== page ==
The WFS final documents are outspoken in placing the right to food at the very top of the international agenda. The documents contain a strong commitment to the right to food. They reaffirm strongly that the right to food is firmly established as a fundamental human right in international law. In addition, the documents emphasize the need to further elaborate the Right to Food in order to facilitate its implementation. Commitment 7, objective 7.4 of the Plan of Action invites the UN High Commissioner for Human Rights, in consultation with relevant treaty bodies, and in collaboration with relevant specialized agencies and programs of the UN system and appropriate intergovernmental mechanisms, to better define the rights related to food in Article 11 of the Covenant [on Economic, Social and Cultural Rights] and “to propose ways to implement and realize these rights as a means of achieving the commitments and objectives of the World Food Summit, taking into account the possibility of formulating voluntary guidelines for food security for all.”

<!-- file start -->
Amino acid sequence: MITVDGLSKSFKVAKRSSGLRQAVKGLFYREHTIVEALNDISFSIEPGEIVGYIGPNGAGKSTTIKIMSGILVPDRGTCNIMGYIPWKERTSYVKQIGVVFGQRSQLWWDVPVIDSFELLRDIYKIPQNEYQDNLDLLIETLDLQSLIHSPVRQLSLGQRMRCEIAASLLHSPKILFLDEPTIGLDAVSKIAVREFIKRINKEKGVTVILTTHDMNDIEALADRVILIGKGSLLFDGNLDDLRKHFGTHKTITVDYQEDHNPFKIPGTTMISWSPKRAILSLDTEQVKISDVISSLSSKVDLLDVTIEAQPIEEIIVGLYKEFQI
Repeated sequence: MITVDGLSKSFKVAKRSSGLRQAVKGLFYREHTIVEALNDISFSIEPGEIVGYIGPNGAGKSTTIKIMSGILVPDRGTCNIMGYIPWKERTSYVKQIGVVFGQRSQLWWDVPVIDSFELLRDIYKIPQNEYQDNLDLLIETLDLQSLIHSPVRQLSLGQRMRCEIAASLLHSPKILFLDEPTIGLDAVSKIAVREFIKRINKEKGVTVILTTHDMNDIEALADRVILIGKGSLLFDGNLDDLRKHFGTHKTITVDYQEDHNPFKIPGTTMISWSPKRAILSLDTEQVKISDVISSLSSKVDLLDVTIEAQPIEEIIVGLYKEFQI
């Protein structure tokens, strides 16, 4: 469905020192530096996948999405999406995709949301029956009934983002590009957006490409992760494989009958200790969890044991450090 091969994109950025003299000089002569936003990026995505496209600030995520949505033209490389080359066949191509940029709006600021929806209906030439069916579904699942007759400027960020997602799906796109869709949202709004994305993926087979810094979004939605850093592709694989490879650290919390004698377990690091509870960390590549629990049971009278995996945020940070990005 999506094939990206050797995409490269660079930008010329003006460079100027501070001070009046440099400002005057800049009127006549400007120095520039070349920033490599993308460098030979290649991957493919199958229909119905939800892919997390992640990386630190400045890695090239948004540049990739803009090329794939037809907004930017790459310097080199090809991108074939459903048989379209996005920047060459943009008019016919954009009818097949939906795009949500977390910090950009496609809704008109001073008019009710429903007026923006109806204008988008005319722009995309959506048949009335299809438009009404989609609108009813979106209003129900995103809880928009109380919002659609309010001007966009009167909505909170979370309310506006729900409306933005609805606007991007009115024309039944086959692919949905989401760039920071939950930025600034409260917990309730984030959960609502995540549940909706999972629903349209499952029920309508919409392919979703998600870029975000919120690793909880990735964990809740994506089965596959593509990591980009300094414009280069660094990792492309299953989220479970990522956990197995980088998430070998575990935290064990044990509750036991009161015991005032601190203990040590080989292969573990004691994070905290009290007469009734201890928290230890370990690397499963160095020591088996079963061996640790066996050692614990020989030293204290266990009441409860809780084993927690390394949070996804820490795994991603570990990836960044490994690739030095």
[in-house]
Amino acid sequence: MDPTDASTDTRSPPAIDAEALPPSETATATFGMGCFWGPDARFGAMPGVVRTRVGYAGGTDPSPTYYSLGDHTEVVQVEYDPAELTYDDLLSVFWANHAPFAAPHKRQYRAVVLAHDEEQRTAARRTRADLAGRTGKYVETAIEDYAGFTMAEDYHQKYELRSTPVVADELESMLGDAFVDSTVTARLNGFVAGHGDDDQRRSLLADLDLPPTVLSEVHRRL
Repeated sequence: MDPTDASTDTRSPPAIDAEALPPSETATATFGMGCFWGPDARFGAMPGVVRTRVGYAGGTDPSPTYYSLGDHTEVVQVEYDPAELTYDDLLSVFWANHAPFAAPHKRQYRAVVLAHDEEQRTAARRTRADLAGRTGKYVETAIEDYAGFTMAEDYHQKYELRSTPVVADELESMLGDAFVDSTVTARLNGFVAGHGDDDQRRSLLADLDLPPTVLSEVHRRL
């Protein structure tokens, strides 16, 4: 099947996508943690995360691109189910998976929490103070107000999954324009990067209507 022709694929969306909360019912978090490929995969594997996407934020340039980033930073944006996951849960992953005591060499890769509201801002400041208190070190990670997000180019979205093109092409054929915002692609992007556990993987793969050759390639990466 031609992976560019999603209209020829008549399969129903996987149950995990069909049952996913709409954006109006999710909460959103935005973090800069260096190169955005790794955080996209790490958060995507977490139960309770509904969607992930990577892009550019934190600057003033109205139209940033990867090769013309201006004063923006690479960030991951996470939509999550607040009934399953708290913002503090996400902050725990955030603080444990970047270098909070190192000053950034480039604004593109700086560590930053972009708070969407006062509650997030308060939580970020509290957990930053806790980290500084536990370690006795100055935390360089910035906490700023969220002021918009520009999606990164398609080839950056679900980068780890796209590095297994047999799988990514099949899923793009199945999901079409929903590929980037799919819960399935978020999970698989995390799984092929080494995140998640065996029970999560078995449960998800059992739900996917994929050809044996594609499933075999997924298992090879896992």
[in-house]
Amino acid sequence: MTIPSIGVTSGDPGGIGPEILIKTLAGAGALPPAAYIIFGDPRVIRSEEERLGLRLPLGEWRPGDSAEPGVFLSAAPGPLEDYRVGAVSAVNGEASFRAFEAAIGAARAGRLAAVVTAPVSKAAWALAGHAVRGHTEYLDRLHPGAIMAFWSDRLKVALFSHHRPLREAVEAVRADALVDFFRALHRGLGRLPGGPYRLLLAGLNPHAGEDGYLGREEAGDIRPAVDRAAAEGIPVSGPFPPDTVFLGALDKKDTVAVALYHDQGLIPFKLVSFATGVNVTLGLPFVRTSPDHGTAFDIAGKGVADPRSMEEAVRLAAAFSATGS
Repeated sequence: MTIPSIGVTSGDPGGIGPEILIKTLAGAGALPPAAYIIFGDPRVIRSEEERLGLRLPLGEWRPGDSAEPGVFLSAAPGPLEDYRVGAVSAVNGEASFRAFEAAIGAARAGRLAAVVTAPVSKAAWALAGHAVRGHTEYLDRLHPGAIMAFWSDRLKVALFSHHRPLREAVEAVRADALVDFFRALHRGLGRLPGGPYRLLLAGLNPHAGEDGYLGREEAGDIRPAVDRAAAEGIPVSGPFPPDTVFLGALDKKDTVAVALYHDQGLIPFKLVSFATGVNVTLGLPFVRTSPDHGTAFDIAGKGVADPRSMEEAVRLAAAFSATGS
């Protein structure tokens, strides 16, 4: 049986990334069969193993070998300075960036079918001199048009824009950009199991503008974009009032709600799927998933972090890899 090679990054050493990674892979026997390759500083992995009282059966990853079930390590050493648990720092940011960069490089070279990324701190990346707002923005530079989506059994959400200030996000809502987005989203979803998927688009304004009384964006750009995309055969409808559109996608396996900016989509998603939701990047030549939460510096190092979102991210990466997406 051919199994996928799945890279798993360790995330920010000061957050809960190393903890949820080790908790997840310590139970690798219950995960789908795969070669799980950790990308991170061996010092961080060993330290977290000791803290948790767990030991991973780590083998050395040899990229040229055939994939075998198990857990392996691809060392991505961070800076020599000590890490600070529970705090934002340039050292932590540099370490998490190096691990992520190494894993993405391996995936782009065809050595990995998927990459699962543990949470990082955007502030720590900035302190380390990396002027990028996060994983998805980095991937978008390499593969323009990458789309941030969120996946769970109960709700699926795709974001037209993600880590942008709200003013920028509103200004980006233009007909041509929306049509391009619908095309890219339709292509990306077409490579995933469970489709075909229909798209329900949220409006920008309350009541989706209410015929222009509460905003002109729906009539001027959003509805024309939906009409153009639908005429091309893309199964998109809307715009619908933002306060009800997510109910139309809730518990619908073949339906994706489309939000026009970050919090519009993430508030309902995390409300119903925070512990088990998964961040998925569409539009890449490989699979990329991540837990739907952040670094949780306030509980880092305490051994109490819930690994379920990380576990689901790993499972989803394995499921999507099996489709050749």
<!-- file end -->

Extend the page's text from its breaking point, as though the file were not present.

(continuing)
NGO action in the follow-up to the World Food Summit has taken this objective very seriously. Many NGOs are well aware that working for the right to food means a constant effort to explain the basic concept of ESC rights and requires an ongoing process of “unlearning” the reductionist human rights concept, which focuses exclusively on civil and political rights, as well as unlearning reductionist concepts of food security, which focus mostly on agricultural production and productivity.